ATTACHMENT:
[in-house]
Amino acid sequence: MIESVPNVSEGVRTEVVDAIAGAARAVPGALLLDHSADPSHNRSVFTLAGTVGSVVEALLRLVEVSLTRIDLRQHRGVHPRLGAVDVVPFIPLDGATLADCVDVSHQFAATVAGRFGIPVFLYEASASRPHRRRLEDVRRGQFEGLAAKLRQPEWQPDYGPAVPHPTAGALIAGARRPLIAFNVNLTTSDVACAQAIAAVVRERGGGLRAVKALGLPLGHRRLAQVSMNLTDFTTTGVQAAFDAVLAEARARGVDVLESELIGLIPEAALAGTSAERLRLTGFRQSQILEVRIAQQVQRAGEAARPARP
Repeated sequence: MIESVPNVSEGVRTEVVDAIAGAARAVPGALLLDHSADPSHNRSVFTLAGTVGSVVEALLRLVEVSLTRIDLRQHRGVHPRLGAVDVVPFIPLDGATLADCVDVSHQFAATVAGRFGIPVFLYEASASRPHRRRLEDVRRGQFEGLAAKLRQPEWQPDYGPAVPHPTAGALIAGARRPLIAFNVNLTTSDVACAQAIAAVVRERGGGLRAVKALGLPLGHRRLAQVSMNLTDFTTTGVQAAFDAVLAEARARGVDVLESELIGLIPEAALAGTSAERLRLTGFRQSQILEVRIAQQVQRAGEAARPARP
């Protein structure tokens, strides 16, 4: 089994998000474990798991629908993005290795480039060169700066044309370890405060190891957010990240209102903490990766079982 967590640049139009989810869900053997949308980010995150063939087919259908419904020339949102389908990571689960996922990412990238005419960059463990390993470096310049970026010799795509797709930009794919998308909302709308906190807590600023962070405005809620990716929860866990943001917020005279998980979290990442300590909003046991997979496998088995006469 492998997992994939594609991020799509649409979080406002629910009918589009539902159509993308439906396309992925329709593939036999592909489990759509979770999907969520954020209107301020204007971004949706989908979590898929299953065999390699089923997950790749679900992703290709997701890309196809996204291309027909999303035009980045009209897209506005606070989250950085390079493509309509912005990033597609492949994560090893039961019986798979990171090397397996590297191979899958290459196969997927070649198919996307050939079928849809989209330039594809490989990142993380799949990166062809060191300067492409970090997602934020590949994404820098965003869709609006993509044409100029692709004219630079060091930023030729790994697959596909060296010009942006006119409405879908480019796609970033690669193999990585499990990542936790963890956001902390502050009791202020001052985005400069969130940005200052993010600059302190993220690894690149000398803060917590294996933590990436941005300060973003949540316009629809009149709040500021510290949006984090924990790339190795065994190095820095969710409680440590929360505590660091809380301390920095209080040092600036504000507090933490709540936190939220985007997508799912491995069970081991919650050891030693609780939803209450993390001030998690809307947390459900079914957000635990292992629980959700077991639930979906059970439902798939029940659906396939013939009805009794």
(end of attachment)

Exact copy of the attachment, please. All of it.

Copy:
[in-house]
Amino acid sequence: MIESVPNVSEGVRTEVVDAIAGAARAVPGALLLDHSADPSHNRSVFTLAGTVGSVVEALLRLVEVSLTRIDLRQHRGVHPRLGAVDVVPFIPLDGATLADCVDVSHQFAATVAGRFGIPVFLYEASASRPHRRRLEDVRRGQFEGLAAKLRQPEWQPDYGPAVPHPTAGALIAGARRPLIAFNVNLTTSDVACAQAIAAVVRERGGGLRAVKALGLPLGHRRLAQVSMNLTDFTTTGVQAAFDAVLAEARARGVDVLESELIGLIPEAALAGTSAERLRLTGFRQSQILEVRIAQQVQRAGEAARPARP
Repeated sequence: MIESVPNVSEGVRTEVVDAIAGAARAVPGALLLDHSADPSHNRSVFTLAGTVGSVVEALLRLVEVSLTRIDLRQHRGVHPRLGAVDVVPFIPLDGATLADCVDVSHQFAATVAGRFGIPVFLYEASASRPHRRRLEDVRRGQFEGLAAKLRQPEWQPDYGPAVPHPTAGALIAGARRPLIAFNVNLTTSDVACAQAIAAVVRERGGGLRAVKALGLPLGHRRLAQVSMNLTDFTTTGVQAAFDAVLAEARARGVDVLESELIGLIPEAALAGTSAERLRLTGFRQSQILEVRIAQQVQRAGEAARPARP
């Protein structure tokens, strides 16, 4: 089994998000474990798991629908993005290795480039060169700066044309370890405060190891957010990240209102903490990766079982 967590640049139009989810869900053997949308980010995150063939087919259908419904020339949102389908990571689960996922990412990238005419960059463990390993470096310049970026010799795509797709930009794919998308909302709308906190807590600023962070405005809620990716929860866990943001917020005279998980979290990442300590909003046991997979496998088995006469 492998997992994939594609991020799509649409979080406002629910009918589009539902159509993308439906396309992925329709593939036999592909489990759509979770999907969520954020209107301020204007971004949706989908979590898929299953065999390699089923997950790749679900992703290709997701890309196809996204291309027909999303035009980045009209897209506005606070989250950085390079493509309509912005990033597609492949994560090893039961019986798979990171090397397996590297191979899958290459196969997927070649198919996307050939079928849809989209330039594809490989990142993380799949990166062809060191300067492409970090997602934020590949994404820098965003869709609006993509044409100029692709004219630079060091930023030729790994697959596909060296010009942006006119409405879908480019796609970033690669193999990585499990990542936790963890956001902390502050009791202020001052985005400069969130940005200052993010600059302190993220690894690149000398803060917590294996933590990436941005300060973003949540316009629809009149709040500021510290949006984090924990790339190795065994190095820095969710409680440590929360505590660091809380301390920095209080040092600036504000507090933490709540936190939220985007997508799912491995069970081991919650050891030693609780939803209450993390001030998690809307947390459900079914957000635990292992629980959700077991639930979906059970439902798939029940659906396939013939009805009794």